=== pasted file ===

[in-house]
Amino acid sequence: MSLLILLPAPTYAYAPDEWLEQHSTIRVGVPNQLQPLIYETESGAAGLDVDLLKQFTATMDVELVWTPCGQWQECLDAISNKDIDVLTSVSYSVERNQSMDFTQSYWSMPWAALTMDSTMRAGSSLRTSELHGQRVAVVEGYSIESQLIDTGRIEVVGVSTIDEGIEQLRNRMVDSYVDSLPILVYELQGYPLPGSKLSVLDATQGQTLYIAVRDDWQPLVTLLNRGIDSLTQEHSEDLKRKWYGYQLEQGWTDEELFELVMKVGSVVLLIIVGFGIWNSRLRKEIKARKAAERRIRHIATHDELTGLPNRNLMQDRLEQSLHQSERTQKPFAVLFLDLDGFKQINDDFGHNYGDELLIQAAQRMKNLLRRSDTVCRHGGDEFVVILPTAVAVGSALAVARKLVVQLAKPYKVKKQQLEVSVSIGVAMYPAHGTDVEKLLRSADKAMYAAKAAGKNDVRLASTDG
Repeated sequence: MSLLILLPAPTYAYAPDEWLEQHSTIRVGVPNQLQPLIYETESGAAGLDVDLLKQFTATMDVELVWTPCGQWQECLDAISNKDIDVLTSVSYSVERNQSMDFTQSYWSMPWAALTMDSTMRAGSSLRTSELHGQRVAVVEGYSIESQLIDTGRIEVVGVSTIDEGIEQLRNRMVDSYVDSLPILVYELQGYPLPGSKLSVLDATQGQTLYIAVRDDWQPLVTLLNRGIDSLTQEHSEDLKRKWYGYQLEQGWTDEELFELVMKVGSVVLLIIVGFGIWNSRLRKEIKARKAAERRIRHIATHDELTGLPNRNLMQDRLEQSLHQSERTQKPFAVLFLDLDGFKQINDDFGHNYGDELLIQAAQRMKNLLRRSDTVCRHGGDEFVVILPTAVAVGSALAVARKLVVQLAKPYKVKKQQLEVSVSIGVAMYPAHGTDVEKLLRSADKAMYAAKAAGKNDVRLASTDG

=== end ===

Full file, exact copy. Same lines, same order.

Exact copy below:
[in-house]
Amino acid sequence: MSLLILLPAPTYAYAPDEWLEQHSTIRVGVPNQLQPLIYETESGAAGLDVDLLKQFTATMDVELVWTPCGQWQECLDAISNKDIDVLTSVSYSVERNQSMDFTQSYWSMPWAALTMDSTMRAGSSLRTSELHGQRVAVVEGYSIESQLIDTGRIEVVGVSTIDEGIEQLRNRMVDSYVDSLPILVYELQGYPLPGSKLSVLDATQGQTLYIAVRDDWQPLVTLLNRGIDSLTQEHSEDLKRKWYGYQLEQGWTDEELFELVMKVGSVVLLIIVGFGIWNSRLRKEIKARKAAERRIRHIATHDELTGLPNRNLMQDRLEQSLHQSERTQKPFAVLFLDLDGFKQINDDFGHNYGDELLIQAAQRMKNLLRRSDTVCRHGGDEFVVILPTAVAVGSALAVARKLVVQLAKPYKVKKQQLEVSVSIGVAMYPAHGTDVEKLLRSADKAMYAAKAAGKNDVRLASTDG
Repeated sequence: MSLLILLPAPTYAYAPDEWLEQHSTIRVGVPNQLQPLIYETESGAAGLDVDLLKQFTATMDVELVWTPCGQWQECLDAISNKDIDVLTSVSYSVERNQSMDFTQSYWSMPWAALTMDSTMRAGSSLRTSELHGQRVAVVEGYSIESQLIDTGRIEVVGVSTIDEGIEQLRNRMVDSYVDSLPILVYELQGYPLPGSKLSVLDATQGQTLYIAVRDDWQPLVTLLNRGIDSLTQEHSEDLKRKWYGYQLEQGWTDEELFELVMKVGSVVLLIIVGFGIWNSRLRKEIKARKAAERRIRHIATHDELTGLPNRNLMQDRLEQSLHQSERTQKPFAVLFLDLDGFKQINDDFGHNYGDELLIQAAQRMKNLLRRSDTVCRHGGDEFVVILPTAVAVGSALAVARKLVVQLAKPYKVKKQQLEVSVSIGVAMYPAHGTDVEKLLRSADKAMYAAKAAGKNDVRLASTDG